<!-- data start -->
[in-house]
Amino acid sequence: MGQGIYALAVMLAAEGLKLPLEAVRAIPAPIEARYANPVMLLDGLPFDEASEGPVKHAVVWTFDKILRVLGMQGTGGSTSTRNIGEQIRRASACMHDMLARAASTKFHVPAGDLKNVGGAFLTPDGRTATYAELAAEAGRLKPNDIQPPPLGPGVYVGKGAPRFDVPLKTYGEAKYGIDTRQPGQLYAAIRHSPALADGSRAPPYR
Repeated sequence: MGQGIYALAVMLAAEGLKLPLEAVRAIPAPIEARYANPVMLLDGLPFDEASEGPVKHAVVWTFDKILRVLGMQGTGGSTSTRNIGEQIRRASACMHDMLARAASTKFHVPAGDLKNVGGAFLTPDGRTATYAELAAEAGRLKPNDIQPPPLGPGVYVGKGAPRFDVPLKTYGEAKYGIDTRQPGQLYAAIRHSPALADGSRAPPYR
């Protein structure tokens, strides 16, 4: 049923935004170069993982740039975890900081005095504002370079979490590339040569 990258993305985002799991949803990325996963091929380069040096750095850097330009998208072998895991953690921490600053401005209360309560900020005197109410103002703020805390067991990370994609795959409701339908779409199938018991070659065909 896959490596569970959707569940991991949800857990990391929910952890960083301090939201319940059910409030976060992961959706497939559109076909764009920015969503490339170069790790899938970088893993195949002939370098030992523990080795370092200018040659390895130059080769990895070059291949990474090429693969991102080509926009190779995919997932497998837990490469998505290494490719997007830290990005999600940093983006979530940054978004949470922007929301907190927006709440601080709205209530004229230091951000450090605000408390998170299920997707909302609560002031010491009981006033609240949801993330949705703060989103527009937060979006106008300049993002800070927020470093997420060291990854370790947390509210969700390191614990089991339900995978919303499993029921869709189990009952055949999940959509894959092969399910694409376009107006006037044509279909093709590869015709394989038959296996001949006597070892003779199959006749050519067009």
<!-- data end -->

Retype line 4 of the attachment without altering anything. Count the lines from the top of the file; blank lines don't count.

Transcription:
């Protein structure tokens, strides 16, 4: 049923935004170069993982740039975890900081005095504002370079979490590339040569 990258993305985002799991949803990325996963091929380069040096750095850097330009998208072998895991953690921490600053401005209360309560900020005197109410103002703020805390067991990370994609795959409701339908779409199938018991070659065909 896959490596569970959707569940991991949800857990990391929910952890960083301090939201319940059910409030976060992961959706497939559109076909764009920015969503490339170069790790899938970088893993195949002939370098030992523990080795370092200018040659390895130059080769990895070059291949990474090429693969991102080509926009190779995919997932497998837990490469998505290494490719997007830290990005999600940093983006979530940054978004949470922007929301907190927006709440601080709205209530004229230091951000450090605000408390998170299920997707909302609560002031010491009981006033609240949801993330949705703060989103527009937060979006106008300049993002800070927020470093997420060291990854370790947390509210969700390191614990089991339900995978919303499993029921869709189990009952055949999940959509894959092969399910694409376009107006006037044509279909093709590869015709394989038959296996001949006597070892003779199959006749050519067009």